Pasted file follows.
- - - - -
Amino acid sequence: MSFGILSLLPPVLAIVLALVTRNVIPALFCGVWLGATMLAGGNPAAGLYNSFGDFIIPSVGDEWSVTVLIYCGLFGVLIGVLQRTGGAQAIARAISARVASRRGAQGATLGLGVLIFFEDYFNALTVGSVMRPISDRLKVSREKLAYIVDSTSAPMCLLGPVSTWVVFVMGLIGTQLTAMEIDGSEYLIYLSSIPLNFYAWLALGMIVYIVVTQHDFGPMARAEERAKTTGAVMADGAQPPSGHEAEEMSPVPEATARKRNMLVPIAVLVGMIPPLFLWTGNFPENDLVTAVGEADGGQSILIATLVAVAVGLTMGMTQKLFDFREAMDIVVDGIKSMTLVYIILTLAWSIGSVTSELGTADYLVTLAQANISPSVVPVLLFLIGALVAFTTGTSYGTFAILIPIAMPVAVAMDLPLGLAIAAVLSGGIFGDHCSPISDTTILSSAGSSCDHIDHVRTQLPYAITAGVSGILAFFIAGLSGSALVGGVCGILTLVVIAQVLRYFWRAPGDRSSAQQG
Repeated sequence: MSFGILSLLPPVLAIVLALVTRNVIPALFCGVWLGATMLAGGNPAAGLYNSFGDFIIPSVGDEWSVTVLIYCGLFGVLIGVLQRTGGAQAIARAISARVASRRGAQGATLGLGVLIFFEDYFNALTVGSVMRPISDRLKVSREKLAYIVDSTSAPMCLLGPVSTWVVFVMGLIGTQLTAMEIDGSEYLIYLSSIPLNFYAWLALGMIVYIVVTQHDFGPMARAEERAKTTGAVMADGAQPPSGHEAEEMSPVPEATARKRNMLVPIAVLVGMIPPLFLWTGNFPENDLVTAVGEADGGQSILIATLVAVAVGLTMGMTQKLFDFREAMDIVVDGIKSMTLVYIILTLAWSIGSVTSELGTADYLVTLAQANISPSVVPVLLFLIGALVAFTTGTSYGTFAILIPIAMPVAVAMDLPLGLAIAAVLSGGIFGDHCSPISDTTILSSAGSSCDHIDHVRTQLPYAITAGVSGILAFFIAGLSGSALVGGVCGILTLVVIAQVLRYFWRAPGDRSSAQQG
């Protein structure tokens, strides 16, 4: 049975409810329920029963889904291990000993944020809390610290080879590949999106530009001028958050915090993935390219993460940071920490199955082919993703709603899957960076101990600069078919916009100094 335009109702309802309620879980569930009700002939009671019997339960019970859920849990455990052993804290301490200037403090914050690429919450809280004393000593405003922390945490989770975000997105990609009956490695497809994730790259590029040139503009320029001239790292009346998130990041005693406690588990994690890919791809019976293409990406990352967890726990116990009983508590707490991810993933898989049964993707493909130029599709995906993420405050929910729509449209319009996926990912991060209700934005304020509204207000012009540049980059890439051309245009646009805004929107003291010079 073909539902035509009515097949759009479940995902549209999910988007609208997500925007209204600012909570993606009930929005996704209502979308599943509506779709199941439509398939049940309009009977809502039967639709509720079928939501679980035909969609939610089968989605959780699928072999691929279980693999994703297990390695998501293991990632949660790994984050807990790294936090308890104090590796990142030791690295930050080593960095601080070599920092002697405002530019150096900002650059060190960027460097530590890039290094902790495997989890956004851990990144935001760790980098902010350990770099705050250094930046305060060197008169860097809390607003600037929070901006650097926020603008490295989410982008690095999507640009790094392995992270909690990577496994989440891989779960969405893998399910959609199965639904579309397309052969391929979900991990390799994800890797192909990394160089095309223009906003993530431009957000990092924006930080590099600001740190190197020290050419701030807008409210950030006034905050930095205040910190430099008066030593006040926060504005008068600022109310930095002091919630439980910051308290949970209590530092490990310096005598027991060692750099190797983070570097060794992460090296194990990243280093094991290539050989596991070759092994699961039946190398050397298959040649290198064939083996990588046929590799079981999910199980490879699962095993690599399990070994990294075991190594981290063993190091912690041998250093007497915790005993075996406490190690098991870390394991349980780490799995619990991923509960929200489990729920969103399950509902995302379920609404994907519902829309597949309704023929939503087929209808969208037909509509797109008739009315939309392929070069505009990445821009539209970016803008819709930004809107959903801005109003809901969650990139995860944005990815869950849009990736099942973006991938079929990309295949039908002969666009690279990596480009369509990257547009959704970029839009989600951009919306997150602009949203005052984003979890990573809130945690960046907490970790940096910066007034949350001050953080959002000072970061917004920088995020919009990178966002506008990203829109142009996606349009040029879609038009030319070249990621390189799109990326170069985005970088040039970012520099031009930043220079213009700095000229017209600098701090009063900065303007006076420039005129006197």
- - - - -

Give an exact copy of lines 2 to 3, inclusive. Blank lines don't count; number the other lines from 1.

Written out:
Repeated sequence: MSFGILSLLPPVLAIVLALVTRNVIPALFCGVWLGATMLAGGNPAAGLYNSFGDFIIPSVGDEWSVTVLIYCGLFGVLIGVLQRTGGAQAIARAISARVASRRGAQGATLGLGVLIFFEDYFNALTVGSVMRPISDRLKVSREKLAYIVDSTSAPMCLLGPVSTWVVFVMGLIGTQLTAMEIDGSEYLIYLSSIPLNFYAWLALGMIVYIVVTQHDFGPMARAEERAKTTGAVMADGAQPPSGHEAEEMSPVPEATARKRNMLVPIAVLVGMIPPLFLWTGNFPENDLVTAVGEADGGQSILIATLVAVAVGLTMGMTQKLFDFREAMDIVVDGIKSMTLVYIILTLAWSIGSVTSELGTADYLVTLAQANISPSVVPVLLFLIGALVAFTTGTSYGTFAILIPIAMPVAVAMDLPLGLAIAAVLSGGIFGDHCSPISDTTILSSAGSSCDHIDHVRTQLPYAITAGVSGILAFFIAGLSGSALVGGVCGILTLVVIAQVLRYFWRAPGDRSSAQQG
């Protein structure tokens, strides 16, 4: 049975409810329920029963889904291990000993944020809390610290080879590949999106530009001028958050915090993935390219993460940071920490199955082919993703709603899957960076101990600069078919916009100094 335009109702309802309620879980569930009700002939009671019997339960019970859920849990455990052993804290301490200037403090914050690429919450809280004393000593405003922390945490989770975000997105990609009956490695497809994730790259590029040139503009320029001239790292009346998130990041005693406690588990994690890919791809019976293409990406990352967890726990116990009983508590707490991810993933898989049964993707493909130029599709995906993420405050929910729509449209319009996926990912991060209700934005304020509204207000012009540049980059890439051309245009646009805004929107003291010079 073909539902035509009515097949759009479940995902549209999910988007609208997500925007209204600012909570993606009930929005996704209502979308599943509506779709199941439509398939049940309009009977809502039967639709509720079928939501679980035909969609939610089968989605959780699928072999691929279980693999994703297990390695998501293991990632949660790994984050807990790294936090308890104090590796990142030791690295930050080593960095601080070599920092002697405002530019150096900002650059060190960027460097530590890039290094902790495997989890956004851990990144935001760790980098902010350990770099705050250094930046305060060197008169860097809390607003600037929070901006650097926020603008490295989410982008690095999507640009790094392995992270909690990577496994989440891989779960969405893998399910959609199965639904579309397309052969391929979900991990390799994800890797192909990394160089095309223009906003993530431009957000990092924006930080590099600001740190190197020290050419701030807008409210950030006034905050930095205040910190430099008066030593006040926060504005008068600022109310930095002091919630439980910051308290949970209590530092490990310096005598027991060692750099190797983070570097060794992460090296194990990243280093094991290539050989596991070759092994699961039946190398050397298959040649290198064939083996990588046929590799079981999910199980490879699962095993690599399990070994990294075991190594981290063993190091912690041998250093007497915790005993075996406490190690098991870390394991349980780490799995619990991923509960929200489990729920969103399950509902995302379920609404994907519902829309597949309704023929939503087929209808969208037909509509797109008739009315939309392929070069505009990445821009539209970016803008819709930004809107959903801005109003809901969650990139995860944005990815869950849009990736099942973006991938079929990309295949039908002969666009690279990596480009369509990257547009959704970029839009989600951009919306997150602009949203005052984003979890990573809130945690960046907490970790940096910066007034949350001050953080959002000072970061917004920088995020919009990178966002506008990203829109142009996606349009040029879609038009030319070249990621390189799109990326170069985005970088040039970012520099031009930043220079213009700095000229017209600098701090009063900065303007006076420039005129006197």